A federal appeals court has upheld a 2017 Kentucky law that requires abortionists to perform ultrasounds prior to abortions and offer mothers an opportunity to view those images and hear descriptions of them prior to a final decision for abortion.

The law, known as the Ultrasound Informed Consent Act, also requires physicians to offer mothers an opportunity to hear their unborn babies’ heartbeat prior to abortion.

The U.S. Court of Appeals for the Sixth Circuit, in a 2-1 vote, struck down a lower court ruling that declared the law unconstitutional because it violates the free speech of physicians.

“Today is a historic day, as Kentucky continues to lead the charge in implementing strong pro-life protections for its citizens,” said Republican Gov. Matt Bevin, celebrating the ruling.

“We applaud the decision by the Sixth Circuit, which affirms the commonsense notion that patients should be well equipped with relevant information before making important medical decisions,” Bevin added. “I am grateful to be governor of a state that values every human life, and we are committed to continue our fight on behalf of the most vulnerable among us.”

A press release from Bevin’s office said, in its ruling, “the court completely rejected the analysis advocated by Attorney General Andy Beshear and the ACLU.”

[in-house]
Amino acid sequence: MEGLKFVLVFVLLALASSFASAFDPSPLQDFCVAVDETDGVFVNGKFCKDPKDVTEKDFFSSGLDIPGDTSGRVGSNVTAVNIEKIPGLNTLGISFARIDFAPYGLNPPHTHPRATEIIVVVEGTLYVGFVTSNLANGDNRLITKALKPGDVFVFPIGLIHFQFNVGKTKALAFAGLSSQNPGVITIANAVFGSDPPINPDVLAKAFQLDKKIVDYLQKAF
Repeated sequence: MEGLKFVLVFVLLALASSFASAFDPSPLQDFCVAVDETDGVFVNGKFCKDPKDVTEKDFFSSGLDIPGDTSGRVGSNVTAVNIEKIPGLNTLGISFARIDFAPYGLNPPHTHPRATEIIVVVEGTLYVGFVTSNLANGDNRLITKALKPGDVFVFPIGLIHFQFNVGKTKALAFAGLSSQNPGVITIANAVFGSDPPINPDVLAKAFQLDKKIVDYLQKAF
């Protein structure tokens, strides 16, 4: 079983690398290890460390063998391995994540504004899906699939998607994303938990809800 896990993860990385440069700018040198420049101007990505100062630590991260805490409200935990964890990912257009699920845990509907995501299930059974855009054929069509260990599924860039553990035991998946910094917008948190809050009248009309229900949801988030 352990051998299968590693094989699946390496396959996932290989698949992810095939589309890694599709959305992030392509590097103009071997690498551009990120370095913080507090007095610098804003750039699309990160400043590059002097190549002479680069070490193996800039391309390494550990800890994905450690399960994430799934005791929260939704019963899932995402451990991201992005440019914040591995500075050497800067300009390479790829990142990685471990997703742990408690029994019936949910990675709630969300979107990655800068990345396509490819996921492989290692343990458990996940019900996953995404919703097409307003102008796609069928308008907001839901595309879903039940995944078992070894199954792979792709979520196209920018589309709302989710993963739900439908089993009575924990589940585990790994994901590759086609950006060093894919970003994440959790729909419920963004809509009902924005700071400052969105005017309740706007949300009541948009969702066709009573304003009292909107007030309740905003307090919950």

Beshear is Kentucky’s Democrat attorney general who has been battling the pro-life governor.

Bevin’s office said the court agreed with the governor’s counsel “that informed-consent laws are constitutional when they merely require the disclosure of truthful non-misleading, and relevant information.”

Judge John K. Bush, an appointee of President Donald Trump, wrote in the majority opinion that while the law requires doctors to offer the ultrasound images and descriptions of them to the mothers, “[t]here is no requirement that the patient view the images or listen to the doctor’s description.”

Bush added that protecting the life of the unborn is a “legitimate goal that may be pursued by a State as part of informed consent.”

The judge further wrote:

As a First Amendment matter, there is nothing suspect with a State’s requiring a doctor, before performing an abortion, to make truthful, non-misleading factual disclosures, relevant to informed consent, even if those disclosures relate to unborn life and have the effect of persuading the patient not to have an abortion.

As the Courier-Journal reported, in a dissenting opinion, Judge Bernice Bouie Donald, an appointee of former President Barack Obama, said Bush’s reasoning was flawed.

“I am gravely concerned with the precedent the majority creates today,” she said. “Its decision opens the floodgates to states in this Circuit to manipulate doctor-patient discourse solely for ideological reasons.”

The ACLU, which challenged the law on behalf of EMW Women’s Surgical Center in Louisville, said the ruling was “alarming.”

The case is EMW Women’s Surgical Center, P.S.C. v. Beshear, No. 17-6151/6183, in United States Court of Appeals for the Sixth Circuit.

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